Nell Bernstein

Nell Bernstein

Contributing Reporter

Nell Bernstein is the author of “Burning Down the House: The End of Juvenile Prison” and “All Alone in the World: Children of the Incarcerated,” both published by The New Press. Launched with starred reviews in Publisher’s Weekly and Kirkus and appearances on Fresh Air and the Tavis Smiley Show, “Burning Down the House” went on to win the Silver Gavel Award from the American Bar Association and was named one of the Best Big Ideas of 2014 by The Daily Beast, a Best Book of the Year by Publishers Weekly, and “What to Read” by Glamour Magazine. “All Alone in the World” was selected as a pick of the week by Newsweek, a best book of the year by the San Francisco Chronicle, and a top 10 book of the year by the Online Review of Books.

After launching her career as a counselor in a group home for adjudicated youth, Ms. Bernstein spent nine years as editor in chief of YO! (Youth Outlook), a magazine by and about young people in the San Francisco Bay Area. She has written for multiple national publications including the New York Times, Washington Post, USA Today, Marshall Project, Glamour, Mother Jones, Buzzfeed News and many others; and made numerous radio and television appearances, including Fresh Air, The Tavis Smiley Show, The Diane Rehm Show, and MSNBC. She has been awarded a Soros Justice Journalism Fellowship and a Journalism Fellow in Child and Family Policy at the University of Maryland, and received a White House Champion of Change award for her work on behalf of children of incarcerated parents.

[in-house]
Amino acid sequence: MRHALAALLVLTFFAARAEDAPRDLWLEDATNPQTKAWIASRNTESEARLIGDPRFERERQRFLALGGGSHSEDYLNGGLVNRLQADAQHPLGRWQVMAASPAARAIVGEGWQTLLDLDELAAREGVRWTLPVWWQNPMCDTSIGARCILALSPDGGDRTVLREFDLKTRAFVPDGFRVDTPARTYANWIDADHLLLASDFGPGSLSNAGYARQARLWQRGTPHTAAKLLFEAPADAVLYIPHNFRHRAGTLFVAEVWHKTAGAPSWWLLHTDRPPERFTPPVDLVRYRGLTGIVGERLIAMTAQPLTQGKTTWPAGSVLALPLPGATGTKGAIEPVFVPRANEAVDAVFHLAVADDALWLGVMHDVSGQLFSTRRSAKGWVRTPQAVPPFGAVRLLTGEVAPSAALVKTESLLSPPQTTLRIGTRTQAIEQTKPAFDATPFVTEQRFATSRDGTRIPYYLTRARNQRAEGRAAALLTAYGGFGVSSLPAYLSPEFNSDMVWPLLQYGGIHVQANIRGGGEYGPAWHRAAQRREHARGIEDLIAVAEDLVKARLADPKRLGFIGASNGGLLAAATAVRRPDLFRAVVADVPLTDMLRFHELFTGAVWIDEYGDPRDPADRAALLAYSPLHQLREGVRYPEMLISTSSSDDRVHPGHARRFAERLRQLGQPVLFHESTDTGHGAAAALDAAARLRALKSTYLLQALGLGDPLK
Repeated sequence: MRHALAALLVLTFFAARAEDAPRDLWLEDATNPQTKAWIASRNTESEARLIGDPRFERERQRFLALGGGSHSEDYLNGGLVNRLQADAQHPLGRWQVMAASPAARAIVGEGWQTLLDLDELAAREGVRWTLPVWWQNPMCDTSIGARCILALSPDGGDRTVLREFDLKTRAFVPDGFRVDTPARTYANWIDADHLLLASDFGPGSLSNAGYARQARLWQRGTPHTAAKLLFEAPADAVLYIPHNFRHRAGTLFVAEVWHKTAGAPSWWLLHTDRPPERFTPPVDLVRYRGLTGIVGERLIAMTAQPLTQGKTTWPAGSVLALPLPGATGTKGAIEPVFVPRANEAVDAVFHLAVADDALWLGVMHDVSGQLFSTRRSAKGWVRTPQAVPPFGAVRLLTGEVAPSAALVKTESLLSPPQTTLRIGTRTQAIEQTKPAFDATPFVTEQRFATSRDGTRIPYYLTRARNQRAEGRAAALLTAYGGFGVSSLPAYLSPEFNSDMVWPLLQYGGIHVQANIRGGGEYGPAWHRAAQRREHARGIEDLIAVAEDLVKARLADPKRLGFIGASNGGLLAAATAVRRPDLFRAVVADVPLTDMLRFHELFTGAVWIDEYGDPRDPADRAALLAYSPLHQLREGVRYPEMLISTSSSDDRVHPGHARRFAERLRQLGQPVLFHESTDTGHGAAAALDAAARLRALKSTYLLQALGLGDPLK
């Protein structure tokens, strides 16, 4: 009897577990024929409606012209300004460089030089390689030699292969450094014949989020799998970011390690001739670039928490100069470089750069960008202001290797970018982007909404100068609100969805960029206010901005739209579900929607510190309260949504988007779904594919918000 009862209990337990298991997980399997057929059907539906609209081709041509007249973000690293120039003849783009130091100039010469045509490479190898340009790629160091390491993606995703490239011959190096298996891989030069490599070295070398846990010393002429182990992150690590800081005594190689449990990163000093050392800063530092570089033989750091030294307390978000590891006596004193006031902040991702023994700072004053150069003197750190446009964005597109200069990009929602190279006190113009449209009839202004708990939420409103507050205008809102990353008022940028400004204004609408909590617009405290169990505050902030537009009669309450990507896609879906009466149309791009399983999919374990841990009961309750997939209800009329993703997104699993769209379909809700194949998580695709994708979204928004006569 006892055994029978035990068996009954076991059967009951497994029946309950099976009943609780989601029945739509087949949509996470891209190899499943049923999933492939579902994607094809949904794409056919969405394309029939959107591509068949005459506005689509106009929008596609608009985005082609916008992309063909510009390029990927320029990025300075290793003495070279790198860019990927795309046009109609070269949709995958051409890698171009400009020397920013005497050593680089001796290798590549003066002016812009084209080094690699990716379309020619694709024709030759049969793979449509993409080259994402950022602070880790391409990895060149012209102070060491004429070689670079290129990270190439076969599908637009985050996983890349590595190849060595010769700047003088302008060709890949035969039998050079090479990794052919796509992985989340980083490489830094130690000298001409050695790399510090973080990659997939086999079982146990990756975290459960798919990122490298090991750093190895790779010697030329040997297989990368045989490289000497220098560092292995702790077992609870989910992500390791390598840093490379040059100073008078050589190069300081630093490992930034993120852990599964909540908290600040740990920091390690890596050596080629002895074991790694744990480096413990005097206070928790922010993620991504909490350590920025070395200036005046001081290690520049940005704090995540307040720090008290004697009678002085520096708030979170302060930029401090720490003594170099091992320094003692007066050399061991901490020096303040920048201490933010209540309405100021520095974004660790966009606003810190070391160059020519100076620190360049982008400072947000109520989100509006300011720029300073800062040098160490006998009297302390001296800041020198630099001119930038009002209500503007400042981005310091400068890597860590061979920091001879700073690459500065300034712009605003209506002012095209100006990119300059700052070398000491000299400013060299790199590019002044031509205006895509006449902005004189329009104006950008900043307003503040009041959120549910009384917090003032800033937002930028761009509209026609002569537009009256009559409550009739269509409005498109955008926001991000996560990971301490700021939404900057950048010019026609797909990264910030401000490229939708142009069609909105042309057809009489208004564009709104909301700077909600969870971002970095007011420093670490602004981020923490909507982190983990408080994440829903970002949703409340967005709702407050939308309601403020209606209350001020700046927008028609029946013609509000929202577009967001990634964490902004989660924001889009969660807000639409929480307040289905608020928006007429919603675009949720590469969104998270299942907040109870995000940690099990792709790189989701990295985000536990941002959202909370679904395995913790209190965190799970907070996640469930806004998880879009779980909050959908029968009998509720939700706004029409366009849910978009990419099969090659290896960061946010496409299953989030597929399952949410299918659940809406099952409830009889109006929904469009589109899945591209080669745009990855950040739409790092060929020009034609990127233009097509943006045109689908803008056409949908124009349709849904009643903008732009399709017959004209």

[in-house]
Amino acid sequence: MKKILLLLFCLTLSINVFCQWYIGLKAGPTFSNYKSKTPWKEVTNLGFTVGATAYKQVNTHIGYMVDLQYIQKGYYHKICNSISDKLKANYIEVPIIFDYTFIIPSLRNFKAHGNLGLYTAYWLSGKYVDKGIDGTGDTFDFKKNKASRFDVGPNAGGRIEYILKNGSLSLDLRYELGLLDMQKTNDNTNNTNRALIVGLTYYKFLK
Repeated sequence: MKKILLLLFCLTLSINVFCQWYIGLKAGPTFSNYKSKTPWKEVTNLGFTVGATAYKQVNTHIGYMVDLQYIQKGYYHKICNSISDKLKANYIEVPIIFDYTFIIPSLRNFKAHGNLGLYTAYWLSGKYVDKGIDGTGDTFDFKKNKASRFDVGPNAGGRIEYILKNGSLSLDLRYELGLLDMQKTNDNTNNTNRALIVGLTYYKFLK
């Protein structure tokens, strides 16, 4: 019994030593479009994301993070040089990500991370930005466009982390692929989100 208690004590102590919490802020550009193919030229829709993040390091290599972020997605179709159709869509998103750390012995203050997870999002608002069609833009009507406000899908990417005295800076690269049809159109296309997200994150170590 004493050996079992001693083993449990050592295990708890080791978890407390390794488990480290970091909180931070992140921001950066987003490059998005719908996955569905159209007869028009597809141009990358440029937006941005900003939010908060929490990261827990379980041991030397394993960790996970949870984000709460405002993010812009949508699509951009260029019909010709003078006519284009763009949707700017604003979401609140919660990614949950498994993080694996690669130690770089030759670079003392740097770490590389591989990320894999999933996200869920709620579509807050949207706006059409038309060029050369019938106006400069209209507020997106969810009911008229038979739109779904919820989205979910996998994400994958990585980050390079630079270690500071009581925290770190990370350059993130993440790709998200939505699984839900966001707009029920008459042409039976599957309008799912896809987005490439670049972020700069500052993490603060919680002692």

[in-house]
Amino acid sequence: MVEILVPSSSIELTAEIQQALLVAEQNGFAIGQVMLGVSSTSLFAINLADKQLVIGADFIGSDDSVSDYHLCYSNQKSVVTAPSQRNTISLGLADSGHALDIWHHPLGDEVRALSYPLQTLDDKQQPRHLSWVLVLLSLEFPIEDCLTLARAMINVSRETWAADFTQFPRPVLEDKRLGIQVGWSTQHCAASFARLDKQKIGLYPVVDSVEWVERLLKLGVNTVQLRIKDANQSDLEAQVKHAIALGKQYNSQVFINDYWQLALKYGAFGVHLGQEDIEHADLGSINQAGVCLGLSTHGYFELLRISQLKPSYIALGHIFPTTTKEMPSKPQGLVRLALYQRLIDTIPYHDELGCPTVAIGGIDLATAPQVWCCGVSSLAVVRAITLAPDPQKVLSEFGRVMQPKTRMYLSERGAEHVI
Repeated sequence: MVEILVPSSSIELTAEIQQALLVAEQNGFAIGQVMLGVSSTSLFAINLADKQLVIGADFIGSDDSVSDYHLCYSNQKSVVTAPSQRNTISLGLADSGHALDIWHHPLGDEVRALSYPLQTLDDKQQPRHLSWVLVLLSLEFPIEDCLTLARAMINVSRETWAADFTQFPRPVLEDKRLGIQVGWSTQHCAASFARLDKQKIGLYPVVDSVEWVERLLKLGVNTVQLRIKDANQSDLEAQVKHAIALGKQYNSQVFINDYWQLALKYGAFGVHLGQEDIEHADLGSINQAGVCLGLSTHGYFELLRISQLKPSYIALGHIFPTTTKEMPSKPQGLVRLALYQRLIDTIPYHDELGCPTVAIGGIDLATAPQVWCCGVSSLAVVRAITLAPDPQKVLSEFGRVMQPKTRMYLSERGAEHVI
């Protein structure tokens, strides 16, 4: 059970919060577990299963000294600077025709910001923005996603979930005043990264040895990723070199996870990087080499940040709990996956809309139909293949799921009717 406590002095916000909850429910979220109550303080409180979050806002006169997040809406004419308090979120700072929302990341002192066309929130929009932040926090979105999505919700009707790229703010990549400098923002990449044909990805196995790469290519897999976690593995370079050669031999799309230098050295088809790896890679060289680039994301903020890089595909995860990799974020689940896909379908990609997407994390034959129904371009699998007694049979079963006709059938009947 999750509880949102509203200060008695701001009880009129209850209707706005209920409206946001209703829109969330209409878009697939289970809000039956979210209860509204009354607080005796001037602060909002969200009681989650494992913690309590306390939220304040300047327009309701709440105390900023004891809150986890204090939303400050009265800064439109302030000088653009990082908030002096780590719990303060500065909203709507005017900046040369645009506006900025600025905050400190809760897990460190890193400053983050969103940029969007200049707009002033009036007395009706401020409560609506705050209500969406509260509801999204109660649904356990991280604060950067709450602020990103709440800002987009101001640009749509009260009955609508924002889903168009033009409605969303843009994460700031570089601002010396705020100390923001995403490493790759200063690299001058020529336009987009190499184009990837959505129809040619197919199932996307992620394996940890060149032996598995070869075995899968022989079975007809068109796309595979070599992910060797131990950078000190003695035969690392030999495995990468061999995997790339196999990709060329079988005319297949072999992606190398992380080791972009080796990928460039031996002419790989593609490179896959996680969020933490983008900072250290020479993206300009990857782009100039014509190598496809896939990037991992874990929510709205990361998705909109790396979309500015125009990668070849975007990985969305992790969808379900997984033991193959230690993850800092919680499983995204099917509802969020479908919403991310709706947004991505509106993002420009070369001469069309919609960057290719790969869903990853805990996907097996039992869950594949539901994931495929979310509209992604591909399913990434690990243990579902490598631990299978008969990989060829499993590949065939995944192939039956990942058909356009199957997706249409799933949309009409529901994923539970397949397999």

Sylvia A. Harvey

Contributing Reporter

Sylvia A. Harvey, also known as SAH, is an award-winning journalist, speaker, and author of “The Shadow System: Mass Incarceration and the American Family.” SAH’s work on race, class, policy, and incarceration has appeared in The Nation, Elle, Politico, Vox, The Marshall Project, The Root, and more. NPR, WBAI, Women’s Media Center Live with Robin Morgan, Embodied WUNC, Cheddar News, and others have featured her commentary on the criminal legal system. She has spoken at numerous conferences and universities across the country. SAH’s work is being used in university coursework and has been cited by federal lawmakers calling for criminal justice reform. She is the recipient of a National Headliner Award and a National Association of Black Journalists (NABJ) Salute to Excellence award. The Oakland native holds a bachelor’s degree in sociology from Columbia University and a master’s in journalism from Columbia’s Graduate School of Journalism.  SAH lives in New York City. You can connect with her on social media as Ms_SAH.